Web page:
Well we’re back from Greece, it was amazing to see the ancient and future history at the same time.
I also see that GeekWire has announced the continuation of the Seattle 2.0 awards (I won an award at the first Seattle 2.0 ceremony). I helped in judging this round and am excited to attend the event next week. I hope that you can attend as well.
Reflecting on the categories after spending all this time in Greece, I am a bit sad that we don’t have a category to honor the lessons learned from failing to build a successful startup. Failure is something Greece has never looked at critically in their culture and increasingly it is something that we in the U.S. are failing to appreciate. Failing at things happens!
As a father I can remember watching my first son learn how to walk. He would crawl for a bit, cling on to a chair I had in our apartment, then pull himself up with an amazing amount of effort. Then take a step or two and (usually gracefully) fall. I tried to help him, I held out my hand, I gave him examples, I coached him, yet he needed to fail on his own to learn how to do this task.
By the time my second son came of the age that he wanted to try it, I thought that it would be different. I thought that somehow he would have learned from his brother or that I would be a better coach. This wasn’t the case though. He similarly stood, stepped, and fell (not gracefully btw). As I look back at the pictures in my head and emotions in my heart, I realize that they had no ability to learn from other’s mistakes. They could only learn from their own mistakes.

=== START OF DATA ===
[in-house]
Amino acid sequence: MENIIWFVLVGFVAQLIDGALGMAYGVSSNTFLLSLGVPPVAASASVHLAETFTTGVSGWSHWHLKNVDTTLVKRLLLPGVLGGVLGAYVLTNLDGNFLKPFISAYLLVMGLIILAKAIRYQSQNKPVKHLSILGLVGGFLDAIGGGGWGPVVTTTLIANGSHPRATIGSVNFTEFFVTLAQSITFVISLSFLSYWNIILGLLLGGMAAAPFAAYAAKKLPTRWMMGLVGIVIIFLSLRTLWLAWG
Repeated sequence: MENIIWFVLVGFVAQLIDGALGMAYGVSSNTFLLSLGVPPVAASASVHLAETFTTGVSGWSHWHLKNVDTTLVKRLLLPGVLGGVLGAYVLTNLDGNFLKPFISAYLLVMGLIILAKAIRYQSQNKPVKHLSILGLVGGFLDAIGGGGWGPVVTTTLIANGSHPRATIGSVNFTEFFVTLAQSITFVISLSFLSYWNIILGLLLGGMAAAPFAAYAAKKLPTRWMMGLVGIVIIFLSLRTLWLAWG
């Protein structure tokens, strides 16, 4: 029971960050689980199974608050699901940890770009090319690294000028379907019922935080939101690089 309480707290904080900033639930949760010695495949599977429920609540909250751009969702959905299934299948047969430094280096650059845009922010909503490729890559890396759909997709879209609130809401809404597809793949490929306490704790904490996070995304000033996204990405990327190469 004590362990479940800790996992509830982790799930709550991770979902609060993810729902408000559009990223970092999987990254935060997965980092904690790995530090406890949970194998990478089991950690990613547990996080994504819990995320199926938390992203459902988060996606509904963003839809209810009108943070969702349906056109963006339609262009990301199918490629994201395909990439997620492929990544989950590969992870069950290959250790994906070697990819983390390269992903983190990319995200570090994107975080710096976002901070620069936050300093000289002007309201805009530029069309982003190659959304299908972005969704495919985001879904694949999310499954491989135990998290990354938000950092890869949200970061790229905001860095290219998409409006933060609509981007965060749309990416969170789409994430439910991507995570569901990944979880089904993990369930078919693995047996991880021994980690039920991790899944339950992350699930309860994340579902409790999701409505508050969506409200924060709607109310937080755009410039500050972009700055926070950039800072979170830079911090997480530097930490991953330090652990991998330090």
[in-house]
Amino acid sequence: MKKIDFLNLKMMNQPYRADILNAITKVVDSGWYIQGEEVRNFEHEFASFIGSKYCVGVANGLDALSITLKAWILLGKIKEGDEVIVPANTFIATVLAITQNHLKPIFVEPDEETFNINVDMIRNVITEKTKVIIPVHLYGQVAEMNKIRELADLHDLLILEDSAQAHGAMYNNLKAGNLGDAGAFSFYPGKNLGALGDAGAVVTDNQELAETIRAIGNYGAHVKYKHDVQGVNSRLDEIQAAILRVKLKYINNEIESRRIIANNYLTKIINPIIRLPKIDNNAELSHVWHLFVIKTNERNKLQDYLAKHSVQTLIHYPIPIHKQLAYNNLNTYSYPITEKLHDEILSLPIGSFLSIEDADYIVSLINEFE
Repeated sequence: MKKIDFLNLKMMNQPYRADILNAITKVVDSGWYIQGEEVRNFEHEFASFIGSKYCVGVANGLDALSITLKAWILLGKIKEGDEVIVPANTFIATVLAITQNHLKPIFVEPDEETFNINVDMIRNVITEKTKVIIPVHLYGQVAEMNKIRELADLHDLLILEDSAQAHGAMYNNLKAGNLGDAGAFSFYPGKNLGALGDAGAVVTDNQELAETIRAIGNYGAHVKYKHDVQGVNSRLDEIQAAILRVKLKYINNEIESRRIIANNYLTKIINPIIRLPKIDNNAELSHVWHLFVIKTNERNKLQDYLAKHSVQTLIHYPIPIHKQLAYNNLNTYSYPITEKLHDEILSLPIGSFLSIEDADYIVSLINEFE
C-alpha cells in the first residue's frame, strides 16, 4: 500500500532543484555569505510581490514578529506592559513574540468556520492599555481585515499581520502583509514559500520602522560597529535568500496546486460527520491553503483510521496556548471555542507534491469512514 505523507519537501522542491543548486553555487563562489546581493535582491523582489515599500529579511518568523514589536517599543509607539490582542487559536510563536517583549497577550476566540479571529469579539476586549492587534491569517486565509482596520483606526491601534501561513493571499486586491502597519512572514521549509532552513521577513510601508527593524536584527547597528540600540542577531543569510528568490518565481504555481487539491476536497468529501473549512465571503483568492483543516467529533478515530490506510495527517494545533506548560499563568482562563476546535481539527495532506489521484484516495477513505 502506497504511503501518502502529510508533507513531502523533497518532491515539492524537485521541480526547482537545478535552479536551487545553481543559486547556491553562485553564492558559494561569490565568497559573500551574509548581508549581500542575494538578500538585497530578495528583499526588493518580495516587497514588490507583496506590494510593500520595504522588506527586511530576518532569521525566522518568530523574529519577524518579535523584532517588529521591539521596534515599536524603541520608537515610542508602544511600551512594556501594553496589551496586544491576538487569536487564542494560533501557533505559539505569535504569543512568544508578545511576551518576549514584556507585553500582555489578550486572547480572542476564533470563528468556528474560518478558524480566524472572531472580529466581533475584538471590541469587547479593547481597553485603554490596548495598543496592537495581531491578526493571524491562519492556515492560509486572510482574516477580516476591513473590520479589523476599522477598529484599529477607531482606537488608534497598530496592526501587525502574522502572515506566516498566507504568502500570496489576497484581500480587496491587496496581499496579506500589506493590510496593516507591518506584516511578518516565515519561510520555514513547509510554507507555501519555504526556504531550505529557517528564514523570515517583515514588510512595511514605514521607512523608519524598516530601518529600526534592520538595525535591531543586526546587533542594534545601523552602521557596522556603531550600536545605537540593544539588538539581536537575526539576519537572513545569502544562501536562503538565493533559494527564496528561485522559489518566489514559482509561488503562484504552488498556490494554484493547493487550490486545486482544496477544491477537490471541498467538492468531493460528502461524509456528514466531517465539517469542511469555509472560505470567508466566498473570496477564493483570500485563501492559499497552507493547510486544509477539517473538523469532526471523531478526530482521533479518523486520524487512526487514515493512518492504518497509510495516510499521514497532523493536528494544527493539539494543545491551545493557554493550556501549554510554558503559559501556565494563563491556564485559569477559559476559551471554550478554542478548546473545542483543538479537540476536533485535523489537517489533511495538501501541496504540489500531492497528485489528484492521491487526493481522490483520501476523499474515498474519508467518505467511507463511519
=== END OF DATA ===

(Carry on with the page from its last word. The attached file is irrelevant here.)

Similarly in life and business, as adults we sometimes have the ability to learn from others failures and sometimes we don’t. Sometimes we need to have our own failures and sometimes we can learn from other’s failures. In both cases, if we don’t learn to embrace failure. If we shun our own failures and the failures of others, our ability to learn from those failures makes no difference and we expose ourselves to a lack of progress.
I know that Marcelo has been very open about the lessons he learned with Sampa’s failure and Ben Bloch was pretty open Saying Goodbye to Whim, Lessons Learned.
Have you learned from startup failures?
What failure would you vote on as the most influential to your progress as a successful entrepreneur?
Pingback: Is Entrepreneurship The New Degree? « Josh Maher's Blog
Pingback: On failure | Josh Maher's Blog